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Sunrise at Stonehenge
Photograph: Shutterstock

You can stream this year’s winter solstice live from Stonehenge

The druid and pagan solstice celebrations have been forced online for 2020

Ellie Walker-Arnott
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Ellie Walker-Arnott
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You probably noticed that pretty much all of 2020’s big events have been cancelled. Parades, marathons, the Olympics, festivals and iconic parties.

Pagan solstice celebrations, it seems, are not exempt. The Northern Hemisphere’s winter solstice at Stonehenge in England is set to be live-streamed online next week. 

Sunrise at Stonehenge
Photograph: Shutterstock

Earlier in the year, IRL summer solstice celebrations were also replaced with an online stream. 

Usually the summer solstice – or midsummer, the longest day of the year – attracts crowds in their thousands to the ancient standing stones on Salisbury Plain. On the summer solstice, druids and pagans gather to see the the sun rise behind the Heel Stone, before rays of sunlight are channelled into the centre of the circle.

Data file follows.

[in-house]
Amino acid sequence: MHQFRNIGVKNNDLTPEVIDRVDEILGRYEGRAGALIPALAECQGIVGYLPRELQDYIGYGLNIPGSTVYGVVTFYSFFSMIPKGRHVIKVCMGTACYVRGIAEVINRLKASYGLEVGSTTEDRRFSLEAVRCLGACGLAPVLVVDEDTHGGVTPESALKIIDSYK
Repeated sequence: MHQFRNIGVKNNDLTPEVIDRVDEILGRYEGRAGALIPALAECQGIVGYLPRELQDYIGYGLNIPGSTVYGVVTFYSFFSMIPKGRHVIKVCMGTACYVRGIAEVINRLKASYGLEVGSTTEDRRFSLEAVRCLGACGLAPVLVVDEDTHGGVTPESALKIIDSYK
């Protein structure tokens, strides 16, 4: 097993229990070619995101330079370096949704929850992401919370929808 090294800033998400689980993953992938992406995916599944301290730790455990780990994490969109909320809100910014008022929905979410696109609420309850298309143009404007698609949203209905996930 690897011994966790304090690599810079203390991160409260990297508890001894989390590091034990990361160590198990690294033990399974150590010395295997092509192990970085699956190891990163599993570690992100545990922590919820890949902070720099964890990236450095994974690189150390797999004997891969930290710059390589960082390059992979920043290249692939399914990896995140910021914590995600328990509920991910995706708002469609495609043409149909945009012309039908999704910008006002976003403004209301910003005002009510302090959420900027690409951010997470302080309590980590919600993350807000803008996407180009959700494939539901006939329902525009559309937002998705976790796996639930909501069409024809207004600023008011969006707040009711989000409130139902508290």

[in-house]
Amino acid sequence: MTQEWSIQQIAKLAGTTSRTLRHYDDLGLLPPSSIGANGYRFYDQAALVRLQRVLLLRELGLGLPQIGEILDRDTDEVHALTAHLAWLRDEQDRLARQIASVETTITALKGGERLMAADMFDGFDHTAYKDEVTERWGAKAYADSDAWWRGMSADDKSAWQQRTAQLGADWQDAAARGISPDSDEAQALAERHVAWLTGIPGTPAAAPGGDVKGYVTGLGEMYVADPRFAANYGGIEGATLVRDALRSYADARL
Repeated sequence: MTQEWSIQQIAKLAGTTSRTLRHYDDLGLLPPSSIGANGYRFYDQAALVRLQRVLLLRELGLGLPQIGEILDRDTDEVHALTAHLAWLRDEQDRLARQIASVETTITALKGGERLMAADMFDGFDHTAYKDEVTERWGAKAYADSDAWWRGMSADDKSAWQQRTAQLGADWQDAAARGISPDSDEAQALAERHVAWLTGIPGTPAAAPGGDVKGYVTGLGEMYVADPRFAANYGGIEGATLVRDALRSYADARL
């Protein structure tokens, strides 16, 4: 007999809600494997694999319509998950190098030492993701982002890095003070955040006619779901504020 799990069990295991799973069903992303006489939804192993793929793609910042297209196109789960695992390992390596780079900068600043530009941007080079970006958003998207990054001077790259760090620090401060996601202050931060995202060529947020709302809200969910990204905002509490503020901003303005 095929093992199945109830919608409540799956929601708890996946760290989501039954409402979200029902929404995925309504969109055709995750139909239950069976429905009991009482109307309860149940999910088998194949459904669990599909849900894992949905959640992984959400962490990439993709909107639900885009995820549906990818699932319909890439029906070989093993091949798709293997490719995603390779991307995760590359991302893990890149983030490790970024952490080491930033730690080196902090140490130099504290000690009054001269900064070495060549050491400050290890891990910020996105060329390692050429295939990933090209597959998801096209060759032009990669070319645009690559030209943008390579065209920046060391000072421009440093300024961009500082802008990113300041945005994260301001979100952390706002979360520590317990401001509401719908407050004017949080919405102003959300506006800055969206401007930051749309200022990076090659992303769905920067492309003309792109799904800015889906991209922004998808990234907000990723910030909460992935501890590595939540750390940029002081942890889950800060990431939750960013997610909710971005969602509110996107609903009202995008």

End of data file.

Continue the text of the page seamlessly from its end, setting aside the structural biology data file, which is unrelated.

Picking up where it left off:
The winter solstice, though chillier, is just as much of a big deal in the pagan calendar. It marks the shortest day and the longest night, and usually attracts plenty of people keen to watch the midwinter sun set and rise over the famous stones. 

Winter solstice at Stonehenge
Photograph: 1000 Words / Shutterstock.com

This year, though, English Heritage are asking people not to travel to Stonehenge. ‘Owing to the pandemic, and in the interests of public health, there will be no Winter Solstice gathering at Stonehenge this year. The Winter Solstice sunrise will instead be live-streamed from the stones on the morning of the 21 December. It will be easy and free to watch on the English Heritage social media channels,’ reads a statement, which adds: ‘We know how appealing it is to come to Stonehenge for Winter Solstice but we are asking everyone to stay safe and to watch the sunrise online instead. We look forward to welcoming people back for solstice next year.’

The winter solstice occurs on Monday December 21. The precise time of the solstice is 10.02am GMT, though it’s generally celebrated as a whole day.

Watch the sun set and rise over Stonehenge on the English Heritage’s social media accounts on the evening of December 20 (sunset is at 4.01pm) and the morning of December 21 (sunrise is at 8.09am) to stream atmospheric solstice vibes straight into your home instead. 

ICYMI: There’s also a really rare planet conjunction, that some people are calling a ‘Christmas Star’ on the day of the December Solstice

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